On June 13, 1993, at 1010 Alaska daylight time, a float equipped Cessna 206 airplane, N4672U, owned and operated by Jim Air of Anchorage, Alaska, experienced a loss of engine power during an enroute cruise climb. The commercially certificated pilot and the two passengers, the sole occupants, were not injured and the only damage sustained to the airplane was to the powerplant. At the time of the mishap, the commercial revenue flight was being conducted under the on-demand requirements contained in 14 CFR Part 135. The flight departed the Lake Hood Seaplane Airport at approximately 0950 and was enroute to Prince William Sound when the incident occurred. Visual meteorological conditions prevailed and a VFR flight plan was on file with the Anchorage Flight Service Station. Use your browsers 'back' function to return to synopsisReturn to Query Page
The pilot in command told the NTSB investigator in charge that prior to commencing the flight, he preflighted the airplane and noted that the engine crankcase contained 11 quarts of oil. The pretakeoff engine runup, which included a check of the magneto system and the cycling of the propeller, indicated that all engine monitoring instrumentation was in the normal range.
After takeoff, the engine rpm and manifold pressure controls were reduced to 2,400 and 24 inches, respectively, for the cruise climb. At approximately 3,800 feet, the pilot thought that he detected a slight vibration in the engine. He checked the engine gauges and determined that they were all as they should be. About 20 to 30 seconds later, the engine began to emit a metallic sound and loose power. The pilot set up for best rate of glide and landed the airplane on a small lake by a highway.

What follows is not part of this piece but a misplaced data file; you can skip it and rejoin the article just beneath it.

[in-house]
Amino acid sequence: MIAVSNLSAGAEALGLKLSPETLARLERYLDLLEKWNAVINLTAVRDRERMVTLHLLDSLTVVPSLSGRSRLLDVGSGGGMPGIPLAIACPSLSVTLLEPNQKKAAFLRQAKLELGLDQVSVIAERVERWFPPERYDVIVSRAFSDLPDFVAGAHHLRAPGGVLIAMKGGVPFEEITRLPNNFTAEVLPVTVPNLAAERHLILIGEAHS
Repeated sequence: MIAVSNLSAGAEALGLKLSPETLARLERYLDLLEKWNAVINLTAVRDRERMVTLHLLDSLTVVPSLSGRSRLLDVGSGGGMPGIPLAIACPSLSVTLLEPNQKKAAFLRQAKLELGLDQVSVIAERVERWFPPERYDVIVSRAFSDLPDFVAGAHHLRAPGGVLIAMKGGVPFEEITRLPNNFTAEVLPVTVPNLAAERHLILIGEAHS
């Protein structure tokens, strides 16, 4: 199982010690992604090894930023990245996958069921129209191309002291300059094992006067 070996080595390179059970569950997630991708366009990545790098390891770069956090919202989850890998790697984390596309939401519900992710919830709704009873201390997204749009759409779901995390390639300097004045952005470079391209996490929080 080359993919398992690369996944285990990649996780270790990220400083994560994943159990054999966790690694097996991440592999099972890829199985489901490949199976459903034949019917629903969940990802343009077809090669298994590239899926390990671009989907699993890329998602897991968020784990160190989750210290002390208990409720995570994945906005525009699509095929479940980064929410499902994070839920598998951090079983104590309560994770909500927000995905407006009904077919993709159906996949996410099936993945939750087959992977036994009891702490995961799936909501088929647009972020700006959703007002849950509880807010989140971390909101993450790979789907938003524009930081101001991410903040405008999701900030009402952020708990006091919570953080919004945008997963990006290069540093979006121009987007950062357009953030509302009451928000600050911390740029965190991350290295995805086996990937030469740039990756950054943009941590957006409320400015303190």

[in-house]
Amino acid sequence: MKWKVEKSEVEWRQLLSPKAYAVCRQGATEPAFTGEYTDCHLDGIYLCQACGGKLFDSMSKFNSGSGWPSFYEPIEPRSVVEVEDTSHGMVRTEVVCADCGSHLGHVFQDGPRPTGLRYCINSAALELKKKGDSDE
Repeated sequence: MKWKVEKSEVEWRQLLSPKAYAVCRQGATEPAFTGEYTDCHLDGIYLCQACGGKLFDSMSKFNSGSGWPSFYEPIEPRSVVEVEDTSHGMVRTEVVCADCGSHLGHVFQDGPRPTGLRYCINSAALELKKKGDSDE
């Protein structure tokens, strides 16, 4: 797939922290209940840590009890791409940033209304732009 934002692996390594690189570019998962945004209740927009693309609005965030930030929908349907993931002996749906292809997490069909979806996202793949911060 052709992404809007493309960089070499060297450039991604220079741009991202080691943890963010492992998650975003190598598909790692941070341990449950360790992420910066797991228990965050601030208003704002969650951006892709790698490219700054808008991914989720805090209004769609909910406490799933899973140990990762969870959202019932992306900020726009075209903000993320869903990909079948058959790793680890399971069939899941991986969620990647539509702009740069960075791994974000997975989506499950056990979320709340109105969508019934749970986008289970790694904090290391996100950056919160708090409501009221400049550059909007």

A preliminary examination of the engine, a Teledyne Continental Motors Model IO 520F, S/N 286240R, by the NTSB investigator in charge on June 15, 1993, revealed a failure of the No. 2 cylinder connecting rod assembly.
The crankshaft end of the No. 2 cylinder connecting rod - including the rod cap in two pieces, both bolts (fractured), and the fractured lower ends of the rod body (the bearing straps) were forwarded to the NTSB's Materials Laboratory Division in Washington, D.C. for examination.
Optical examinations established that both bolt fractures and the rod cap fracture were bending overstress separations with no indications of preexisting cracking. The cap and rod pieces were darkly discolored indicative of exposure to elevated temperatures. The rod cap pieces also evidenced a considerable amount of post fracture mechanical damage. The bearing surfaces of the strap pieces displayed some light to moderate rotational scratching, light circumferential fretting and had areas of galling and transferred metal. Further details of the examination are contained in the Metallurgist's Factual Report No. 94-07 (See Attachment).
The engine assembly was shipped to Teledyne Continental Motors for examination under the direction of an FAA Aviation Safety Inspector/Mfg. Disassembly of the engine revealed the number two connecting rod bearing had suffered an oil starvation/thermal distress event. Damage to the number two main bearing and its support structure prevented any meaningful dimensional inspection. The cause of the bearing shift could not be determined. Further details of the examination are contain in the FAA inspectors notes on the examination (See Attachment).